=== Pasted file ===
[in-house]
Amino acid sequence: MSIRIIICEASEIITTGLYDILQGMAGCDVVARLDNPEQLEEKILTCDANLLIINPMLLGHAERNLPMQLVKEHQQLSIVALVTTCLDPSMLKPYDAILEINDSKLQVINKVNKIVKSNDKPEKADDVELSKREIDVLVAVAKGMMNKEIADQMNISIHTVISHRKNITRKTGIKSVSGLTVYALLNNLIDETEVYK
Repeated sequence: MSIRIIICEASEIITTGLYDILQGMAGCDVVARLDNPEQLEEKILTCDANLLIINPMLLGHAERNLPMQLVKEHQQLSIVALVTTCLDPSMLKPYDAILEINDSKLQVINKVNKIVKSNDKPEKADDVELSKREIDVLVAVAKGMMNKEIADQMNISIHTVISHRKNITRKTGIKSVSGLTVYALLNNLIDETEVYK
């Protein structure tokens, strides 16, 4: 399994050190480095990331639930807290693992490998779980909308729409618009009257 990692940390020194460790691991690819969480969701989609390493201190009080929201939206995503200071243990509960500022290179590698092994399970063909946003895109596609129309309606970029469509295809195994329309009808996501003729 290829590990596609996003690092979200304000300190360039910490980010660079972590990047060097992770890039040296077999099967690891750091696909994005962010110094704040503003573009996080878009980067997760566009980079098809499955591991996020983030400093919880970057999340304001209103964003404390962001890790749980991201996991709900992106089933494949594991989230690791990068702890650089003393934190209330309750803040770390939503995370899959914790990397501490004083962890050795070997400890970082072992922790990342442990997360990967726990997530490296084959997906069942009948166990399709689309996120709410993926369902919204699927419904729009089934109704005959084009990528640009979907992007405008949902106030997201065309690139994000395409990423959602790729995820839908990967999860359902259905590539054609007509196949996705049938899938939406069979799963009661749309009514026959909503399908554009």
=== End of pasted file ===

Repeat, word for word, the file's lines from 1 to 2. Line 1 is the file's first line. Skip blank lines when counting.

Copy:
[in-house]
Amino acid sequence: MSIRIIICEASEIITTGLYDILQGMAGCDVVARLDNPEQLEEKILTCDANLLIINPMLLGHAERNLPMQLVKEHQQLSIVALVTTCLDPSMLKPYDAILEINDSKLQVINKVNKIVKSNDKPEKADDVELSKREIDVLVAVAKGMMNKEIADQMNISIHTVISHRKNITRKTGIKSVSGLTVYALLNNLIDETEVYK